Malcolm Jenkins is a racist.
That’s the conclusion Fraternal Order of Police Lodge No. 5 President John McNesby reached after he read the two-time Super Bowl champion’s op-ed in The Philadelphia Inquirer on Monday.
In the piece, the Eagles safety lays out well-thought-out recommendations for Mayor Jim Kenney to consider in his search for a new police commissioner.
Former Police Commissioner Richard Ross resigned in August after his name appeared as a defendant — along with acting Police Commissioner Christine Coulter — in a federal lawsuit alleging sexual and racial discrimination in the department.
Mind you, the recommendations Jenkins put forth are not his own. Last month, Jenkins took the time to listen closely to the community, something I have no recollection of McNesby ever doing. At a forum on policing, Jenkins hired people to record dozens of video messages from Philadelphians about what the city wants and needs in its next police commissioner. This was months after Kenney said he wanted input from city residents to help him with the selection.
The residents who attended the community forum said they wanted to see the rising homicide rate abate. Who doesn’t?
They also wanted to have more transparency and accountability from the police.
Their suspicions are justifiable given the city’s inability to produce a police force that looks demographically anything like the population that it polices.
Approximately 43.7% of Philadelphia’s 1.58 million residents are African American, according to 2018 Census estimates. As recently as 2015, just 18 percent of the city’s police officers were Black.
Many officers don’t live in the city, either. Quite a few of them likely live in mostly white suburbs just beyond the Northeast, many of them a stone’s throw from the FOP’s ultra-lavish headquarters, a place many of the city’s Black cops avoid altogether.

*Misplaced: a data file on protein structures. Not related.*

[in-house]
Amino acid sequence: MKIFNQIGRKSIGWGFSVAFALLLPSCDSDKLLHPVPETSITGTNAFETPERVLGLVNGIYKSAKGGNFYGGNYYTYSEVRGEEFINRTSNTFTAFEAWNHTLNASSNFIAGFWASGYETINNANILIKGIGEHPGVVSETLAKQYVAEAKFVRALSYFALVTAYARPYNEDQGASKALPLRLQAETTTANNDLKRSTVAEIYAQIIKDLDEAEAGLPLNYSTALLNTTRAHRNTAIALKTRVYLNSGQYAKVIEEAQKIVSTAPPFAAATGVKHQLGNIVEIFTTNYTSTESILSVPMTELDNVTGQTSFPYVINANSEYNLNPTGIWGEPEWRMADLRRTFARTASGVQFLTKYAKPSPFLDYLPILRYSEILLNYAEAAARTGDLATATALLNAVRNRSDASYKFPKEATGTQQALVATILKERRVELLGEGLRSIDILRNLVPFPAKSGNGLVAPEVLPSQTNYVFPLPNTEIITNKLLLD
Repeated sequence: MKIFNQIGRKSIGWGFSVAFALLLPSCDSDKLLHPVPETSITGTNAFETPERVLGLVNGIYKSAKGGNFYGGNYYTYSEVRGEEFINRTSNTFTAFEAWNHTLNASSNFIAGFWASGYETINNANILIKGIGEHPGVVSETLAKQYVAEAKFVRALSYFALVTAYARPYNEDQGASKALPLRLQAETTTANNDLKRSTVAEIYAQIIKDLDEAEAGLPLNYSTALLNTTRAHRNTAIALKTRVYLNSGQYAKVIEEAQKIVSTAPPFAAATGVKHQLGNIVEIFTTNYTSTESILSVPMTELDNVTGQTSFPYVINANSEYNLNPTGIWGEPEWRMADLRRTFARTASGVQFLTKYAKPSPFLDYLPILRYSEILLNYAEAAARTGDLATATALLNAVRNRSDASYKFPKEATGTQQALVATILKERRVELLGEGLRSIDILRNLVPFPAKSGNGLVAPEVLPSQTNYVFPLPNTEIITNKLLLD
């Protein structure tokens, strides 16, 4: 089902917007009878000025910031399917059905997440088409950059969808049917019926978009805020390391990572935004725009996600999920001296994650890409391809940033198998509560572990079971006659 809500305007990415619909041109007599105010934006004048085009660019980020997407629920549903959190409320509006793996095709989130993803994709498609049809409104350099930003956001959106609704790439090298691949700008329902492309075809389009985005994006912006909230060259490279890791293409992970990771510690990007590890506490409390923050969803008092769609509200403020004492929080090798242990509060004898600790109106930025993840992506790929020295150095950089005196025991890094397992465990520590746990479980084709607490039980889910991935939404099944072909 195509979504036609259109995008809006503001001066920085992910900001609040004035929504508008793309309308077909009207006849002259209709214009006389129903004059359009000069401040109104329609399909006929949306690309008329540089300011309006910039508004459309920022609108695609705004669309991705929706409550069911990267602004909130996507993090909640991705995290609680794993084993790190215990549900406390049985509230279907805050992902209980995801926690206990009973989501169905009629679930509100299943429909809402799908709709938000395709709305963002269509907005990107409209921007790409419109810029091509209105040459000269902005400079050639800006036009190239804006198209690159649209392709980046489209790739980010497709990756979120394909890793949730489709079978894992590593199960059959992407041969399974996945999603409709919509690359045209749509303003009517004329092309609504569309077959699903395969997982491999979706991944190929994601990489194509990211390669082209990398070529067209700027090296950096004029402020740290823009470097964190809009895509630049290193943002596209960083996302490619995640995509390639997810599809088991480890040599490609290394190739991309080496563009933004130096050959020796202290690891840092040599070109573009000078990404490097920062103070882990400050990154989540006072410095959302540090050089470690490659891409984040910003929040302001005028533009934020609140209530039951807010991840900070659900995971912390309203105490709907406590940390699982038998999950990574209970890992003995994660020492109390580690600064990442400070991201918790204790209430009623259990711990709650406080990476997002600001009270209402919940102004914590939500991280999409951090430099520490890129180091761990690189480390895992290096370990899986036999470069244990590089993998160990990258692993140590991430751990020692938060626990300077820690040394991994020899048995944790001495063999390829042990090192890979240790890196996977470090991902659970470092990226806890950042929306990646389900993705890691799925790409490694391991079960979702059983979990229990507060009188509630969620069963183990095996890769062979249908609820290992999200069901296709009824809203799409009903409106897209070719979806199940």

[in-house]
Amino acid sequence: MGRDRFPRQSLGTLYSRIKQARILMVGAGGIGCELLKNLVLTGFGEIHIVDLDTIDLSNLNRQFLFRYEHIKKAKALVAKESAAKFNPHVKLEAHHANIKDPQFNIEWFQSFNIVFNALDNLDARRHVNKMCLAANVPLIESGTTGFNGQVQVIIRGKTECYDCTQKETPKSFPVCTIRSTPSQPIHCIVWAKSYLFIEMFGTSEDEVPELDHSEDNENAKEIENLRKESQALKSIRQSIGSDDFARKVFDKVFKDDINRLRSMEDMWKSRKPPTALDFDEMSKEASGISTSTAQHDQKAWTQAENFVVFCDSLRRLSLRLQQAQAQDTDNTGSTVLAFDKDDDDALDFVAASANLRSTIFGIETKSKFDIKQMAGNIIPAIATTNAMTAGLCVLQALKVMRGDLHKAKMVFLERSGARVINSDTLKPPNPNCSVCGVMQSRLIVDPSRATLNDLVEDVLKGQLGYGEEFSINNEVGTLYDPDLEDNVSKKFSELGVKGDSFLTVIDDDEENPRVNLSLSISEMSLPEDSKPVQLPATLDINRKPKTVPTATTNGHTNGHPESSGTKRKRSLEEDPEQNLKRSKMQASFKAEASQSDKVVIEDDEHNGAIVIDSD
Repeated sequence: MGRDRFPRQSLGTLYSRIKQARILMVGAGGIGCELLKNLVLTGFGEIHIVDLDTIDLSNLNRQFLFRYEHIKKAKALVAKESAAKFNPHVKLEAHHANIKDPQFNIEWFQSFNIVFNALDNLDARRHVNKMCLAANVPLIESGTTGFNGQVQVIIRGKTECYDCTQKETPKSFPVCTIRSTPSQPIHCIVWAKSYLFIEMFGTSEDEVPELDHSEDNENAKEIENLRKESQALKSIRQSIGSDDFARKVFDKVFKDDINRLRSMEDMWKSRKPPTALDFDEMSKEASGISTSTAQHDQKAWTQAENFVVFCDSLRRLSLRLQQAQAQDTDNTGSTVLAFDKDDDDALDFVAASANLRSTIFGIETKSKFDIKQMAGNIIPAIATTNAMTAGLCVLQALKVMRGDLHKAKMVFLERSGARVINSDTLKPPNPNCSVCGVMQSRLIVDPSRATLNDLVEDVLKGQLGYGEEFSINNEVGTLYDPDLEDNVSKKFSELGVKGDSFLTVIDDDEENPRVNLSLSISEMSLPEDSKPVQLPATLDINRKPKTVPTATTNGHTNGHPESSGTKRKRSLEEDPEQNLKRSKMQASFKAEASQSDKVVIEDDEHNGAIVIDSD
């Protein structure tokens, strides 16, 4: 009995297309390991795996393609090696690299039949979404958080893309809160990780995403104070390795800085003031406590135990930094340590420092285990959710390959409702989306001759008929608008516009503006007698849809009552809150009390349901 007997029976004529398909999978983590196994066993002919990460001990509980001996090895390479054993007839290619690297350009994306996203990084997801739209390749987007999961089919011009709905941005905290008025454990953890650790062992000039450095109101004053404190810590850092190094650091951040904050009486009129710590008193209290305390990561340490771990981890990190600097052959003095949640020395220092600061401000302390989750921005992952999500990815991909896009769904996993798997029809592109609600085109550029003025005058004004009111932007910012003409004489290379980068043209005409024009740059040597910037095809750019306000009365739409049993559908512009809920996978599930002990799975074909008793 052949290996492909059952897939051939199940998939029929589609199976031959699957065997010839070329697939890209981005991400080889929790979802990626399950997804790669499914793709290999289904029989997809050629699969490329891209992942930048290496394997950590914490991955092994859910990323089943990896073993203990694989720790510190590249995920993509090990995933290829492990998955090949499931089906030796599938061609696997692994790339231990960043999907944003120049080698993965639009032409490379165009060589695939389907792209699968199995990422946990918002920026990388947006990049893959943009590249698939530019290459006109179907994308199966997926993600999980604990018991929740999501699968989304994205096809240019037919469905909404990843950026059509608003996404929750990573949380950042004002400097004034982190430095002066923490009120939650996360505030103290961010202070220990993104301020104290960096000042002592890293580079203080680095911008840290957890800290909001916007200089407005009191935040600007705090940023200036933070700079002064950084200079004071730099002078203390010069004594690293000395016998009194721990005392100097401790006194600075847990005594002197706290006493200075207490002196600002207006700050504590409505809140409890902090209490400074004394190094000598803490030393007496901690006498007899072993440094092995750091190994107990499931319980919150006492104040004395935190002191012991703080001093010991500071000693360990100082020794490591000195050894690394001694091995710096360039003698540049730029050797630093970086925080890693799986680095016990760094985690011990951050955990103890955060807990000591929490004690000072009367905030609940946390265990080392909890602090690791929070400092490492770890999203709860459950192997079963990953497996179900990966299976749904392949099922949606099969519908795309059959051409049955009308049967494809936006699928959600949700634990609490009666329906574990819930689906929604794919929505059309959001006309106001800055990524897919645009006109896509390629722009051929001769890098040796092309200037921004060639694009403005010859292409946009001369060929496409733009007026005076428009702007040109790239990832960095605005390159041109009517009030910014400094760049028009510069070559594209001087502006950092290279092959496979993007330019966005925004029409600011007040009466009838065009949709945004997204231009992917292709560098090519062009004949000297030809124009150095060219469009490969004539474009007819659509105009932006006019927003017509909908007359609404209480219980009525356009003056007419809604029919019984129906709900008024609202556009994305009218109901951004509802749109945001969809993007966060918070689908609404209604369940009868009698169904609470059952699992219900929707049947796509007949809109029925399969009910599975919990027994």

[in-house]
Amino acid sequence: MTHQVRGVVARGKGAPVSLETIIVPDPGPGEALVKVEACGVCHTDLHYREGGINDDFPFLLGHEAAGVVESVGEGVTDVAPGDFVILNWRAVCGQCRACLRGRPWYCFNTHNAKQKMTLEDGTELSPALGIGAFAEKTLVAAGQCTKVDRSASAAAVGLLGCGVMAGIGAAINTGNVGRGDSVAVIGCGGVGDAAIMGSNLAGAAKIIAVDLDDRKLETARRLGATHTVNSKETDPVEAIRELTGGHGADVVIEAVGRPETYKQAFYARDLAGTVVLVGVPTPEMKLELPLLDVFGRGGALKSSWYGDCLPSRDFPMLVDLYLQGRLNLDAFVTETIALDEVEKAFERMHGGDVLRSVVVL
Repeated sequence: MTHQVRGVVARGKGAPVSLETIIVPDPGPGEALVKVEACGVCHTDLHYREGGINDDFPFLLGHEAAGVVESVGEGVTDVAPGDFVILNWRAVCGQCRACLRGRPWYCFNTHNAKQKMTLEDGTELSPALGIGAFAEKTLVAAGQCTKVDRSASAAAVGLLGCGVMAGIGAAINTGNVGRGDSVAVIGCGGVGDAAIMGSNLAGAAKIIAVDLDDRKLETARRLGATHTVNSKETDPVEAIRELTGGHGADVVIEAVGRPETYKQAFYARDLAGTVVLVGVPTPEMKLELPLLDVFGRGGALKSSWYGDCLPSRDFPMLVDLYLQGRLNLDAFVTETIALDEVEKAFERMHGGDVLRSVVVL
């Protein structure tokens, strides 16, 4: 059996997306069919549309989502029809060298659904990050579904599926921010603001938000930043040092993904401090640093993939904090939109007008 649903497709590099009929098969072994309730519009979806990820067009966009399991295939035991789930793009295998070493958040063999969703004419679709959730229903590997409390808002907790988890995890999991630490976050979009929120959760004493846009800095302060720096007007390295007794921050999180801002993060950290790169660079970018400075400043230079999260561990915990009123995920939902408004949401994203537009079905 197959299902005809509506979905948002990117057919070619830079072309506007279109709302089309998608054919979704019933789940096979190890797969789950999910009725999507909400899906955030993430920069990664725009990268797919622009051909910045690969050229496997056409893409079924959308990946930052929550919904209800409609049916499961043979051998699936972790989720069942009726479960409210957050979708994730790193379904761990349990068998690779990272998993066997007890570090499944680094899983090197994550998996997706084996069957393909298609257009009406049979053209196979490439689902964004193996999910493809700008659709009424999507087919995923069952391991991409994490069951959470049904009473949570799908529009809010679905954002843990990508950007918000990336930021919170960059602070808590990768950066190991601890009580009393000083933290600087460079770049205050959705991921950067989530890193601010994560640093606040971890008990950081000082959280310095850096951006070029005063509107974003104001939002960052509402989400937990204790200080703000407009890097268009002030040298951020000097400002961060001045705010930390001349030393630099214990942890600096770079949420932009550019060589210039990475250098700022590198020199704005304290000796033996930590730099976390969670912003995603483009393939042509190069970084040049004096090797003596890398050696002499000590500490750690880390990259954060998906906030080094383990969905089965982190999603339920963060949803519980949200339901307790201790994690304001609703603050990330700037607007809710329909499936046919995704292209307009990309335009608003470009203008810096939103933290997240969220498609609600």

Some of those who attended the community forum want more Black cops, and why not? It is, after all, mostly their Black and Brown husbands and wives and sons and daughters who live among the city’s 400,000 trapped in Philadelphia’s intractable poverty.
It is they who no doubt wonder why so many collecting the transformative salary and pension of a cop that can erase indigence and replace it with life-changing upward mobility don’t look like them.
This, to McNesby, is what racism looks like.
McNesby characterized Jenkins’ op-ed as a “racist attack by a non-resident washed-up football player” in a six-paragraph letter that reads like one of President Donald Trump’s infantile Tweets.
McNesby uses football references throughout the letter, which only serves to make it a more juvenile read. He accuses Jenkins of “hurling slurs and false allegations against police officers.”
Jenkins actually lives in the city. He has earned three Pro Bowl nods, while also leading the Eagles’ Super Bowl LII-winning defense. Last year, his fellow NFL players named him one of the Top 100 Players of 2018.
And there is no evidence that Jenkins has hurled slurs and lies about police officers.
This illogic coming from McNesby is not unexpected.
Remember, it was McNesby who in 2014 had a temper tantrum over a suburban newspaper’s publication of a political cartoon that showed a line of Black kids telling Santa that what they wanted for Christmas was for him to “Keep us safe from the police.”
The cartoon was published just weeks after a police officer shot and killed 12-year-old Tamir Rice in Cleveland and months after the deaths of Eric Garner and Mike Brown at the hands of police officers in New York and Missouri, respectively.
And then there was that time two years ago when McNesby called Black Lives Matter protesters “a pack of wild animals” because they picketed in front of white officer Ryan Pownall’s home after he shot and killed African-American David Jones under suspicious circumstances.
(Who doesn’t know that whites referring to Blacks as animals is among the favorite analogies of the bigoted?)
Not long after that, McNesby’s union held a beef-and-beer fundraiser at FOP headquarters urging the rank-and-file to “come out to support one of our brothers in blue.”
I don’t know how much was raised for Pownall. However, I’m certain most of it will go toward fighting the third-degree murder charge against him.
Jenkins has taken the high road, calling the letter what it is — “a distraction from the actual issues and topics at hand.”
Anyone with a clear vision of where the city needs to go at this juncture — with homicides spiraling and with racism and sexism clearly problems inside the police force — agrees with Jenkins here.
Everyone, that is, with the possible exception of the always obfuscating FOP president.
John N. Mitchell is a reporter and columnist for the Philadelphia Tribune, where this column first appeared.